24. ^ Alberts, B. (2005). "Modeling attacks on the food supply". Proceedings of the National Academy of Sciences. 102 (28): 9737–9738. Bibcode:2005PNAS..102.9737A. doi:10.1073/pnas.0504944102. PMC 1175018. PMID 15985557.
  25. ^ Holliday, Vance T.; Daulton, Tyrone L.; Bartlein, Patrick J.; Boslough, Mark B.; Breslawski, Ryan P.; Fisher, Abigail E.; Jorgeson, Ian A.; Scott, Andrew C.; Koeberl, Christian; Marlon, Jennifer; Severinghaus, Jeffrey; Petaev, Michail I.; Claeys, Philippe (July 26, 2023). "Comprehensive refutation of the Younger Dryas Impact Hypothesis (YDIH)". Earth-Science Reviews. 247: 104502. Bibcode:2023ESRv..24704502H. doi:10.1016/j.earscirev.2023.104502. S2CID 260218223.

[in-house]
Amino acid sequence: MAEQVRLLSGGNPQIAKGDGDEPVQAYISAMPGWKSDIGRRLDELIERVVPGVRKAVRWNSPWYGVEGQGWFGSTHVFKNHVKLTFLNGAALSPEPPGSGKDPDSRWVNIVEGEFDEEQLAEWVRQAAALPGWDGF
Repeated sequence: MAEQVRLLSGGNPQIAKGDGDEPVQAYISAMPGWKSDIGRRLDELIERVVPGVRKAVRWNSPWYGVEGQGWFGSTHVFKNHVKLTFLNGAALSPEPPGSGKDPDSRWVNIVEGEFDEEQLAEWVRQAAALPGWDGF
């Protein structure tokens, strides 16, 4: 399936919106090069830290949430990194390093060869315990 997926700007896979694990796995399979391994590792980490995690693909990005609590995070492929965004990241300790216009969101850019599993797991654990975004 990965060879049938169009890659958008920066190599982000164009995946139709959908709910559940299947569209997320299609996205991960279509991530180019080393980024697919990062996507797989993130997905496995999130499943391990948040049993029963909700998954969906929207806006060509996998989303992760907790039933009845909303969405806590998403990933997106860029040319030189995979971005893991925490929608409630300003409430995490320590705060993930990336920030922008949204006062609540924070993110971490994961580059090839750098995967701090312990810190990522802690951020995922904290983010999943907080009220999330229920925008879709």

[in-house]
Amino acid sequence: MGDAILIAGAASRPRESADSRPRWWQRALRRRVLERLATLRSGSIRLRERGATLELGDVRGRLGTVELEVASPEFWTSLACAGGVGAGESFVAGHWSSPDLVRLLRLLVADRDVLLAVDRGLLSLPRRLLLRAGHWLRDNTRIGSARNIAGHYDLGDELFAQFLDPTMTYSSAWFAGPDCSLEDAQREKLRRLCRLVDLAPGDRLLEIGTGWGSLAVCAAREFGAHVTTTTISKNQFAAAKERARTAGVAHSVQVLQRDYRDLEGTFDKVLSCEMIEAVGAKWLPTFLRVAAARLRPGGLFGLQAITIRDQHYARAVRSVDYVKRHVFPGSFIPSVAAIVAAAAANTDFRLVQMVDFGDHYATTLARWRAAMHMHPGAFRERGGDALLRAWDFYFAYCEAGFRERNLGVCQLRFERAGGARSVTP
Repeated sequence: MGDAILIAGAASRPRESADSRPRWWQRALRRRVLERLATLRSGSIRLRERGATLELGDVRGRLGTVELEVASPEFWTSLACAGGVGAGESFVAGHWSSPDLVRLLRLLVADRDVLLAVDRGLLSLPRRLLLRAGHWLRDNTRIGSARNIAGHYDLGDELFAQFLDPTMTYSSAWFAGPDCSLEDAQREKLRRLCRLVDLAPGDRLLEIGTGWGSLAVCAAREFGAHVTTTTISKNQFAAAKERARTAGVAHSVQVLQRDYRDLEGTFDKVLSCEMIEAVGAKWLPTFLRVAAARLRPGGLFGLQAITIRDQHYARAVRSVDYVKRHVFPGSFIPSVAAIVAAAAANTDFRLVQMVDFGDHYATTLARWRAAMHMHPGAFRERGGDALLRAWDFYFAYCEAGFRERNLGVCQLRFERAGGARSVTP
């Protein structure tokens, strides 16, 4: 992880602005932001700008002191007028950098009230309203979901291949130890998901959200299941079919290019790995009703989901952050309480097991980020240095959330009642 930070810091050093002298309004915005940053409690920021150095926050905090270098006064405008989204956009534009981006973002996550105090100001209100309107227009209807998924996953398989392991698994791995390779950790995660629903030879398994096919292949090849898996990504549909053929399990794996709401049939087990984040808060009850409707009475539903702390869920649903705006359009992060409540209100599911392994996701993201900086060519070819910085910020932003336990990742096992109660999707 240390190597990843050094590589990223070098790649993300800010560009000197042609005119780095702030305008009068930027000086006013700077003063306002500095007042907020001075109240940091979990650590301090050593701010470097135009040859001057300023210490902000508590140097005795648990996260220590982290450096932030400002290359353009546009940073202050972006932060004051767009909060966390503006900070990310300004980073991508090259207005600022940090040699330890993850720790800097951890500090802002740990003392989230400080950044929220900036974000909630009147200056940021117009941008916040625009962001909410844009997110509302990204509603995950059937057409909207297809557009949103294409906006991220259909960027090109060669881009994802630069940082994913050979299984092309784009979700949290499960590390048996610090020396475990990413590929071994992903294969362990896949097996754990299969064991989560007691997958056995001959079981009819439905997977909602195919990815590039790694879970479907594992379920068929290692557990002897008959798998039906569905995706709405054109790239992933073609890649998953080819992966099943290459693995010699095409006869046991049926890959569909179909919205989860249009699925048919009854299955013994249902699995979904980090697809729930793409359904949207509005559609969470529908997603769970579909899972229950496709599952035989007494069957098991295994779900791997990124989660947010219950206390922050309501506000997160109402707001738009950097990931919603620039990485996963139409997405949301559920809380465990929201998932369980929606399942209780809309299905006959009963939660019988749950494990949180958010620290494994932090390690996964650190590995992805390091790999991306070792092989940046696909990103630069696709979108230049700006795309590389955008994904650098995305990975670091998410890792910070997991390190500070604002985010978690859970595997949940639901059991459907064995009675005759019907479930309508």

26. ^ Sinsheimer, Robert L. (August 29, 1976). "Caution May Be an Essential Scientific Virtue". Los Angeles Times. Vol. XCV, no. 270. p. IV:5 – via Robert L. Sinsheimer is head of Caltech's biology division and chairman of the editorial board of Proceedings of the National Academy of Sciences.
  27. ^ Robbins, Gary (December 28, 2017), "Renowned Salk Institute scientist loses a top post due to gender discrimination claims", Los Angeles Times